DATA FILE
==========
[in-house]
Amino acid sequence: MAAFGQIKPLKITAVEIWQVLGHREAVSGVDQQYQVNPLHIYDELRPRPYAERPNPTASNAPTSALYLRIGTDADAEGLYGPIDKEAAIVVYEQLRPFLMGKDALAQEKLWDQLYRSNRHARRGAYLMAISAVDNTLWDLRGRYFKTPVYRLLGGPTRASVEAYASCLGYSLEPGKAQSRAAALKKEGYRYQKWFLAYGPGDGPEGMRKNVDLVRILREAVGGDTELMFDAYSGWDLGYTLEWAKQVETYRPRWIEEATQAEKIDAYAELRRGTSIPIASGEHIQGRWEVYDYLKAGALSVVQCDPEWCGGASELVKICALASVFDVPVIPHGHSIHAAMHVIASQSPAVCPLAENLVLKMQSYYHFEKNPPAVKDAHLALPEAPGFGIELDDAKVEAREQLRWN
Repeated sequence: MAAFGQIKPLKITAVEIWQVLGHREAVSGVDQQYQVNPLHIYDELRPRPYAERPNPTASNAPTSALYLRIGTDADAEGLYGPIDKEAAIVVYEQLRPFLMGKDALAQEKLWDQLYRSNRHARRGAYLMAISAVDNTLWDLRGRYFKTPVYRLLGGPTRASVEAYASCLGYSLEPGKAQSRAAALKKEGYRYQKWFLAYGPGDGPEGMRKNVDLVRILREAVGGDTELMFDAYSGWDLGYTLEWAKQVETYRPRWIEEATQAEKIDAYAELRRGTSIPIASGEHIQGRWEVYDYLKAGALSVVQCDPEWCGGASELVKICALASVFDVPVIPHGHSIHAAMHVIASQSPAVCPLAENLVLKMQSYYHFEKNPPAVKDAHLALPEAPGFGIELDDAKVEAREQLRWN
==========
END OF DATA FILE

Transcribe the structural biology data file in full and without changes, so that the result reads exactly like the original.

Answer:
[in-house]
Amino acid sequence: MAAFGQIKPLKITAVEIWQVLGHREAVSGVDQQYQVNPLHIYDELRPRPYAERPNPTASNAPTSALYLRIGTDADAEGLYGPIDKEAAIVVYEQLRPFLMGKDALAQEKLWDQLYRSNRHARRGAYLMAISAVDNTLWDLRGRYFKTPVYRLLGGPTRASVEAYASCLGYSLEPGKAQSRAAALKKEGYRYQKWFLAYGPGDGPEGMRKNVDLVRILREAVGGDTELMFDAYSGWDLGYTLEWAKQVETYRPRWIEEATQAEKIDAYAELRRGTSIPIASGEHIQGRWEVYDYLKAGALSVVQCDPEWCGGASELVKICALASVFDVPVIPHGHSIHAAMHVIASQSPAVCPLAENLVLKMQSYYHFEKNPPAVKDAHLALPEAPGFGIELDDAKVEAREQLRWN
Repeated sequence: MAAFGQIKPLKITAVEIWQVLGHREAVSGVDQQYQVNPLHIYDELRPRPYAERPNPTASNAPTSALYLRIGTDADAEGLYGPIDKEAAIVVYEQLRPFLMGKDALAQEKLWDQLYRSNRHARRGAYLMAISAVDNTLWDLRGRYFKTPVYRLLGGPTRASVEAYASCLGYSLEPGKAQSRAAALKKEGYRYQKWFLAYGPGDGPEGMRKNVDLVRILREAVGGDTELMFDAYSGWDLGYTLEWAKQVETYRPRWIEEATQAEKIDAYAELRRGTSIPIASGEHIQGRWEVYDYLKAGALSVVQCDPEWCGGASELVKICALASVFDVPVIPHGHSIHAAMHVIASQSPAVCPLAENLVLKMQSYYHFEKNPPAVKDAHLALPEAPGFGIELDDAKVEAREQLRWN